The car sat for 6 months before I even went near it, more out of my disgust more than anything. Truth
be told I also had my hands full with my ITS racecar, aka Rusty, but I still could have, if I had
wanted to, done some work on the FD. Nevertheless I started with some initial teardown around the
beginning of March ’07. Before I started I made sure I had enough supplies – baggies, pens, paper,
tape for tagging, small boxes for parts, lots of cleanup equipment and pans to catch fluids, and enough
space to put parts as they came off the car.
First were the basics like, hood removal, AC removal, PS pump removal, disconnecting the ignition and
main wiring harness (the main wiring harness is unplugged at the ECU and pulled through the firewall - it
comes out with the engine - I unbolted the ABS to facilitate this), and disconnecting coolant, fuel, and oil lines. I had made a conscious decision to remove the
turbo with the engine and was able to pull it off but it was tight. I don’t know which would have been
easier. By the time my good friends Rich Mills and Guido Debartelemeo came to lend a hand. Pulling the
engine went smoothly and took only about an hour before it was sitting on the stand. Throughout the whole
process I was sure to take copious photographs of EVERY step and each and every line, wire, and hose was
tagged. All removed hardware was ziplock bagged and labeled also. If I could, I reinstalled the bolt
or nut back into the hole or on the stud it came out/off of. And I can say that even after two years I
was pretty much able to resurrect every step and find every bolt I needed to reassemble the whole lot.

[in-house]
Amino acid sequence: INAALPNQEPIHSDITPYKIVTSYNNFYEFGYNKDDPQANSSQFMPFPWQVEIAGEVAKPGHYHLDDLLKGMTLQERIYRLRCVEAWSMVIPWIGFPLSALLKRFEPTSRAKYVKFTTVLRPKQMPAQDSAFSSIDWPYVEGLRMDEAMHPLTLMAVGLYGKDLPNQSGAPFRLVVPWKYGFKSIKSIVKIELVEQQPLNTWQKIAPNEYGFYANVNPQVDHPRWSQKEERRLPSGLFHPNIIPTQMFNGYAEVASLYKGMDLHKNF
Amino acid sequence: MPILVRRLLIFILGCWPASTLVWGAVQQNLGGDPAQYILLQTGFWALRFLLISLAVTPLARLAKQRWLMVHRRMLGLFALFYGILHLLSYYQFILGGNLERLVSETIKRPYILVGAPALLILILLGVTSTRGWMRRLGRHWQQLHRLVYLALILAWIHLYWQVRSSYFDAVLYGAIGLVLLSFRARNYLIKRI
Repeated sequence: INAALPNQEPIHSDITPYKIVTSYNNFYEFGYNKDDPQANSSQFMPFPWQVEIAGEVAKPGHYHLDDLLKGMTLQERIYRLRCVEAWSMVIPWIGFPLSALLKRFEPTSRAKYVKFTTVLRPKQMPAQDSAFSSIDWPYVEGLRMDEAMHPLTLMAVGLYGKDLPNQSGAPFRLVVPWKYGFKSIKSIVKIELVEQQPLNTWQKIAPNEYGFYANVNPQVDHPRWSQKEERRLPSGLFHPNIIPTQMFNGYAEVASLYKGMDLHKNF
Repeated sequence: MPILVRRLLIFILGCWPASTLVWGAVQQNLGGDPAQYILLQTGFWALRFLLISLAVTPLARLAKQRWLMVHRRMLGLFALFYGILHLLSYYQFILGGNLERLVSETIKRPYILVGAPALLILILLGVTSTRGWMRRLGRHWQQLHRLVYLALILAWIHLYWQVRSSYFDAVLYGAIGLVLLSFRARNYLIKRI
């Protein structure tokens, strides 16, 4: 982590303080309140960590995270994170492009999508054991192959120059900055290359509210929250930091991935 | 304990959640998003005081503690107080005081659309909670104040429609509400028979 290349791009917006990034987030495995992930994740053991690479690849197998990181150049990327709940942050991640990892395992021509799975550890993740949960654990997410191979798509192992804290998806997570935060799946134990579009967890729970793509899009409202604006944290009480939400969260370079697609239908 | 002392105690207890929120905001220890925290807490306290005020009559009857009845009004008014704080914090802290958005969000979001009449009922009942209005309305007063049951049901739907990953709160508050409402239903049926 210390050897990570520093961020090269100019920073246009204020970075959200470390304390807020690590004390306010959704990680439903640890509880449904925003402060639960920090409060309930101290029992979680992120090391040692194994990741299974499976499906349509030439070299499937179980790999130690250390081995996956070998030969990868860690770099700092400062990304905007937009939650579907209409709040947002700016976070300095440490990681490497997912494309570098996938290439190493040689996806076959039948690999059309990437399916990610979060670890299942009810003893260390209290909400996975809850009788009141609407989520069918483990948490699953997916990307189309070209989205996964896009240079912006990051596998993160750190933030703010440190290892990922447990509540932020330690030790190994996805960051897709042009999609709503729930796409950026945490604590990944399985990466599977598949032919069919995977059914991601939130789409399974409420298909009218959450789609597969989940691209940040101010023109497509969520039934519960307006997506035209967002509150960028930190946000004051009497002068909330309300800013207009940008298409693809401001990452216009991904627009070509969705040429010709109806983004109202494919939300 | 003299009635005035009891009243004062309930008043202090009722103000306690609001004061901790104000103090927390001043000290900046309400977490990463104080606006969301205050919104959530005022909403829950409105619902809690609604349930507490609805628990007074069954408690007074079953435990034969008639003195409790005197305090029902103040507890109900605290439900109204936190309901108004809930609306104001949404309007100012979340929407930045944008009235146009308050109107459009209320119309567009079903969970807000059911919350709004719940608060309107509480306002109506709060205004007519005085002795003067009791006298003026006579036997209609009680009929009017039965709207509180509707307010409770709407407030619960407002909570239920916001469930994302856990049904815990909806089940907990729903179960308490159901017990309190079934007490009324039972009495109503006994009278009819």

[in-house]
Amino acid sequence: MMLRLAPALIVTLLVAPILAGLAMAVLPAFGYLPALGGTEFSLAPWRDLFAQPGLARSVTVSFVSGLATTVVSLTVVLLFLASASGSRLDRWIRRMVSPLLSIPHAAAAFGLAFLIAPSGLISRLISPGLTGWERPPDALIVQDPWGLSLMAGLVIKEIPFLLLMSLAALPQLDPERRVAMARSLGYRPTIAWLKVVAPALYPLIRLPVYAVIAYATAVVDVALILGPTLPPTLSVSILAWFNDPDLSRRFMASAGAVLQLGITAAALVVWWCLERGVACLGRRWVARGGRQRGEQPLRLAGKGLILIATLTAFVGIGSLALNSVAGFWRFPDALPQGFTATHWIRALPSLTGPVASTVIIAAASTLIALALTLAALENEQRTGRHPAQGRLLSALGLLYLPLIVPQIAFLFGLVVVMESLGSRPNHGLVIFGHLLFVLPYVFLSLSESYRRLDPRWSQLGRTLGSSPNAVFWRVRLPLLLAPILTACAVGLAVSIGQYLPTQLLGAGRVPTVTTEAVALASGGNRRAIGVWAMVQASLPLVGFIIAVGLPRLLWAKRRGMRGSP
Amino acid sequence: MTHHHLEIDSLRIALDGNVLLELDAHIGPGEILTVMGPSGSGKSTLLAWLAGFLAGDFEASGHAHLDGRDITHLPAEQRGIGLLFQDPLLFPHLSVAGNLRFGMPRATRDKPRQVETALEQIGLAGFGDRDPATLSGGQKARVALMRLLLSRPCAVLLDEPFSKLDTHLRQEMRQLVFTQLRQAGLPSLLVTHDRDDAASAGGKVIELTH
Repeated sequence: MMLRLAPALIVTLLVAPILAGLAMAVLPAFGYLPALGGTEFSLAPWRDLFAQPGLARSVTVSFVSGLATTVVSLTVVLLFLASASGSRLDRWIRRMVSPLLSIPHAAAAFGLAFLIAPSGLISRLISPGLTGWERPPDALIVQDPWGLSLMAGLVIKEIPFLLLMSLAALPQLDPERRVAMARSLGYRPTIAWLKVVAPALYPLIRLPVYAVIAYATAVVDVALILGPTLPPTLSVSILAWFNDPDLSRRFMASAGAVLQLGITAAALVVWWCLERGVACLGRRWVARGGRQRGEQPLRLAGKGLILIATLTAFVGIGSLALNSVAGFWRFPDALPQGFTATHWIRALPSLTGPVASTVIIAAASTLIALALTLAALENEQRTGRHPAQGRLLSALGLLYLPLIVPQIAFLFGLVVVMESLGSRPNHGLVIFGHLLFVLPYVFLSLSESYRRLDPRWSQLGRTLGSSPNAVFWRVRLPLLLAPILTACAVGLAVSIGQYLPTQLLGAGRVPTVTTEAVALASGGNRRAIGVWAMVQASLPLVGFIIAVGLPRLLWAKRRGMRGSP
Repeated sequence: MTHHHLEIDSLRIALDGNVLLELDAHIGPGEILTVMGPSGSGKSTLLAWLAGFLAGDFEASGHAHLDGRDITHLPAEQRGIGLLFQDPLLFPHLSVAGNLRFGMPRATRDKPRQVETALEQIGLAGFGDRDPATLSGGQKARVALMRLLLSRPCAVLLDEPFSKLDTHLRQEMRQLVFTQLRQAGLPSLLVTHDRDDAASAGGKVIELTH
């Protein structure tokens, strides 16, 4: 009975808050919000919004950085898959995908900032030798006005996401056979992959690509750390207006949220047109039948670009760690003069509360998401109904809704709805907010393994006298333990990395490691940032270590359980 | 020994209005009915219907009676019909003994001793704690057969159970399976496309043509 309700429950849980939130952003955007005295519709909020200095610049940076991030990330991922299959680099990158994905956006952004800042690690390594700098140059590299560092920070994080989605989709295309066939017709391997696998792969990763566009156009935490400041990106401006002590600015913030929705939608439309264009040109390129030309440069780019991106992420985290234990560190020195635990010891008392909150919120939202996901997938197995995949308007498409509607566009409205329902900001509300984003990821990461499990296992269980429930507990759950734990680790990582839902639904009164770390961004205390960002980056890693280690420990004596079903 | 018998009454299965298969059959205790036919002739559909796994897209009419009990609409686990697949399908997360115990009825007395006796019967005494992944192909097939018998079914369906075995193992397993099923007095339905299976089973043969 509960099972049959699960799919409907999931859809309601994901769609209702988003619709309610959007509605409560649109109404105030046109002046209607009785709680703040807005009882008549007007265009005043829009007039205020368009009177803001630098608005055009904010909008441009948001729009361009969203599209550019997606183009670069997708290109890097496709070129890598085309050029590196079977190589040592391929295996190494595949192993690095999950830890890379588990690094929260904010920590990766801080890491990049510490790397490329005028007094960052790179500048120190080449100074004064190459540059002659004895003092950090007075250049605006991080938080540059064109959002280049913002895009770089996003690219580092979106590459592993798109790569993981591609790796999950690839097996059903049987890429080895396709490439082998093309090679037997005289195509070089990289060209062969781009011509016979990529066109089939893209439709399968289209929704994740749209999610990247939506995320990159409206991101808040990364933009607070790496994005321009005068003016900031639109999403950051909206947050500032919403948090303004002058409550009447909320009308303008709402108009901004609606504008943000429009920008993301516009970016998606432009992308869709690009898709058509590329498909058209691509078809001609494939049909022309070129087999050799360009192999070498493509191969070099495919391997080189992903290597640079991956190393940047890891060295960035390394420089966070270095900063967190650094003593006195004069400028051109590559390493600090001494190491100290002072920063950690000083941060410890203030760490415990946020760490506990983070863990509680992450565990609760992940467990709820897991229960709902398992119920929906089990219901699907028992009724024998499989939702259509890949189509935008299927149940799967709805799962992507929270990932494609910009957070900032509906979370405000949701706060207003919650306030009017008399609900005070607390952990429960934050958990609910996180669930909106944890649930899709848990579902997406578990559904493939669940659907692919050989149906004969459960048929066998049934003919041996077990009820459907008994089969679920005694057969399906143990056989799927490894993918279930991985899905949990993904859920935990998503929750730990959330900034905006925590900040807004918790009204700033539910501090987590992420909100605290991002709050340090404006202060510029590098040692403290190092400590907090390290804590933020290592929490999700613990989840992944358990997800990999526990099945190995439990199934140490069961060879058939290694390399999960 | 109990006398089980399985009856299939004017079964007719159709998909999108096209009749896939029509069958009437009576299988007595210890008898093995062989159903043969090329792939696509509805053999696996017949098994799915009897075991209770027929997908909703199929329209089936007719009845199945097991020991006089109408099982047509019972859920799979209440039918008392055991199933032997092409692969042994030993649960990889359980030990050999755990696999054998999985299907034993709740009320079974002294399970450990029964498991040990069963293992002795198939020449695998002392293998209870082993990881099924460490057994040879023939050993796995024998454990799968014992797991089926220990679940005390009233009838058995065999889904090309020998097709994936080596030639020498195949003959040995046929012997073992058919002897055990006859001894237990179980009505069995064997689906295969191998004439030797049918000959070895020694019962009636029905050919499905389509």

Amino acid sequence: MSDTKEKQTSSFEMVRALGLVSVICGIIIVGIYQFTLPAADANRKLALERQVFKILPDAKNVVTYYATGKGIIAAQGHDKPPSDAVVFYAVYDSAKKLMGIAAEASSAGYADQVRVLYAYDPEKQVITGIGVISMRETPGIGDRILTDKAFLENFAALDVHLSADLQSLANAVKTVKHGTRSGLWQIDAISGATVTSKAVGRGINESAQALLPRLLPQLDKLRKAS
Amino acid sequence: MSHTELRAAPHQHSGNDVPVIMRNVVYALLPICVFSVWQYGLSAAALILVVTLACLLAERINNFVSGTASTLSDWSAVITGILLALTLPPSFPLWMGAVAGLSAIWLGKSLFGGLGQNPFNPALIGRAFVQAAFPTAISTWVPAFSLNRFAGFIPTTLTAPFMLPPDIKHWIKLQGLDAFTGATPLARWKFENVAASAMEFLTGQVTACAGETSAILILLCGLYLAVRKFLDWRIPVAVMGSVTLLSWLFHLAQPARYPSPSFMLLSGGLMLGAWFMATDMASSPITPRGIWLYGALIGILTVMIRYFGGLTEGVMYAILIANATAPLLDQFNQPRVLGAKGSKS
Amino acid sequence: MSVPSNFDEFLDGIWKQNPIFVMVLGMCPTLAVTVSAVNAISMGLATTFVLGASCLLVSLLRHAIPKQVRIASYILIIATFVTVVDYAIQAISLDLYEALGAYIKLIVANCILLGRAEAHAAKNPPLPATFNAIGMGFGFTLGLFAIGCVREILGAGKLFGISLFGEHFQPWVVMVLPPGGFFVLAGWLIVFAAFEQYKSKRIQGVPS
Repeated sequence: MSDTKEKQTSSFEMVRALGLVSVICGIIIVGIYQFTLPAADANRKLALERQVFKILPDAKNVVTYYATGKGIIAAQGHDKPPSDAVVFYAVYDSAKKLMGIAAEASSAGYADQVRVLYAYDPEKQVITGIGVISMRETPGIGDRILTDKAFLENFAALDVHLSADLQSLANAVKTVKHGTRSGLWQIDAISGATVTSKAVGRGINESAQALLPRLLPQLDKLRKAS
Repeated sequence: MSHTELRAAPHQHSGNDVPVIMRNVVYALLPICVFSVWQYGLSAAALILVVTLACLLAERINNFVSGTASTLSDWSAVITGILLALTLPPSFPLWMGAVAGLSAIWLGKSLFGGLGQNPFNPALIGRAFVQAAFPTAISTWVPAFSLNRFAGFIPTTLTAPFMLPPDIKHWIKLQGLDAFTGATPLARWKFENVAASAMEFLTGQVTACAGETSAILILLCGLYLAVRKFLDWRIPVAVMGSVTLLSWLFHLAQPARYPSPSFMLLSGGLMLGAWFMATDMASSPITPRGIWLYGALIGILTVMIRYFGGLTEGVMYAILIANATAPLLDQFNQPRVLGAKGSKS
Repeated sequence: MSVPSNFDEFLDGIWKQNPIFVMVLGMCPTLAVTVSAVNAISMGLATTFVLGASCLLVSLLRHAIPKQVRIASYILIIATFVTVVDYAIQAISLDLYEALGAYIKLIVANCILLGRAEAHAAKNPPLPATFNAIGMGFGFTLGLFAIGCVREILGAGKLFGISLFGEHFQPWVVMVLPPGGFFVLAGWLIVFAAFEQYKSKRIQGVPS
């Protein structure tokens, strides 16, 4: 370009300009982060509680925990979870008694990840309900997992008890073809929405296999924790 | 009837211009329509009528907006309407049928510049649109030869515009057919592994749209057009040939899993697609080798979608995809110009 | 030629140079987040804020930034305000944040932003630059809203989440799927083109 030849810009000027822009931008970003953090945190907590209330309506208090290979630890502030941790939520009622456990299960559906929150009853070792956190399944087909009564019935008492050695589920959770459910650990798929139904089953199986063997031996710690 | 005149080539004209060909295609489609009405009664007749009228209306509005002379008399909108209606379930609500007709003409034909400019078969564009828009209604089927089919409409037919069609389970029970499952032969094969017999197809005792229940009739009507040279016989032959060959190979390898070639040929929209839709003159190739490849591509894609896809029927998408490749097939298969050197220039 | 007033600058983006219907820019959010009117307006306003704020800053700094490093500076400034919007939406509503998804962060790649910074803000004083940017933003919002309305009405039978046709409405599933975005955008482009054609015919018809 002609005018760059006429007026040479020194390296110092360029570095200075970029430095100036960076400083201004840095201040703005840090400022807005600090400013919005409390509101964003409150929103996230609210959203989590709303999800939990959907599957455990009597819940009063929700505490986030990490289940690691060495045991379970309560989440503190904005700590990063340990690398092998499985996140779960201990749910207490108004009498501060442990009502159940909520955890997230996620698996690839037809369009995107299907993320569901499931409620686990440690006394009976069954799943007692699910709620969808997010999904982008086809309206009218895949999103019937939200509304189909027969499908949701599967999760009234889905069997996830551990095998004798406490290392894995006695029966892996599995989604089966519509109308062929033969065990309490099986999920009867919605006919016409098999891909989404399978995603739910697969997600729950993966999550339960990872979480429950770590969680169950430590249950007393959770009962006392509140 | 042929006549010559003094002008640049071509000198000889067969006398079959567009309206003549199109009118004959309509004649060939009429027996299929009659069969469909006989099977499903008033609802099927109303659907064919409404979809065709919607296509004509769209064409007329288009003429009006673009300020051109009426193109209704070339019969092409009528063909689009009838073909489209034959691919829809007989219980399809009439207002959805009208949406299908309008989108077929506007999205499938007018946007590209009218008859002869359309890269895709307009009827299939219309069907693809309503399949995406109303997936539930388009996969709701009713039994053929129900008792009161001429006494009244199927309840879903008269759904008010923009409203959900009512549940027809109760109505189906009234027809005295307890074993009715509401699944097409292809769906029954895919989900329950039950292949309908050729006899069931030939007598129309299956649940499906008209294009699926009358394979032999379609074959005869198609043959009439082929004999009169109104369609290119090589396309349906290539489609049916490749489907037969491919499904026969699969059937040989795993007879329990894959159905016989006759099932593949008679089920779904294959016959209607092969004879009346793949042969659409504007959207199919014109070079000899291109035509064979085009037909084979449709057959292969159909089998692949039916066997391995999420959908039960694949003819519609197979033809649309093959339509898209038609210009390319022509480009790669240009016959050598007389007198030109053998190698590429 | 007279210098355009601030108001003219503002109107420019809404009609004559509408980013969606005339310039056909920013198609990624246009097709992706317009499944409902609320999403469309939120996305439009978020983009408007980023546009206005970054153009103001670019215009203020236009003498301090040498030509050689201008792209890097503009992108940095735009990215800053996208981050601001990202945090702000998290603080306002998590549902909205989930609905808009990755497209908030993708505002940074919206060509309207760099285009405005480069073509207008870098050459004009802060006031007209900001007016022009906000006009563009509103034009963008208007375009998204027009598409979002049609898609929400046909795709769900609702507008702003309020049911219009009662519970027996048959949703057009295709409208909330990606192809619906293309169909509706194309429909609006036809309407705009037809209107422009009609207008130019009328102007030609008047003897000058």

The million dollar question was, however, were there any signs of what caused the engine to let go?
Nothing immediately apparent was amiss but some things were not pretty. The main wiring harness was badly
heat damaged where it crossed over the downpipe, there was a lot of oil in the throttle body, and most
disturbing was the flywheel was missing one of the three locator pins and the other two were close to
falling out. With the engine out of the car and on the stand the other ancillaries could be removed.
Intake manifolds and throttle body came off. Alternator, electrical harnesses, fuel rails and lines
were removed. Coolant lines, coil pack, solenoid rack, oil filler neck, water pump housing and water
pump, pulleys and timing gear, OMP and lines, any remaining sensors, and the morass of vacuum hoses…
all disassembled. What a mess! The below chronicles the teardown and provides a photographic record
of where what went and how.
Yes this was nearing the one year mark! It was time to step up the pace now that
the grief of blowing up the engine in my car had worn off. I finally found the wherewithal to start
the engine short-block teardown process. My friend Rich was again kind enough to swing by and help
me out with the tear down. It was kind of a learning exercise for Rich but I think we were both equally
interested in what the insides of my engine looked like. Sure enough there was one apex seal tip that had
broken off from the detonation. Bummer. I took photographs throughout the entire process
since I knew it was going be weeks (little did I know how long it would really take me) before it all
went back together and I was certain I would forget “something.” After struggling with the front e-shaft
bolt for about 45 minutes it went fairly easily and we had the block entirely in pieces in about another 45 minutes. The
front bolt was a real PITA. Repeated impact wrench hammering, lots of heat followed by ice, both of us
leaning on a 3 foot breaker bar (even me STANDING on the bar) did nothing. I even snapped a ¾” drive socket
adapter. It eventually did let go. It was the original nut and had never been removed.
This whole process of longblock teardown was repeated for the other two engines I had available.
Unfortunately all with vERY similar undoings. The 8k mile engine had a broken seal tip just like mine. And the 13k mile
fitted with Hurley seals had the tips of two seals in one rotor missing. A real shame and evidence
of how temperamental a rotary can be. More details will be provided in the subsequent rebuild pages so, read on.
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This page last updated March 19, 2009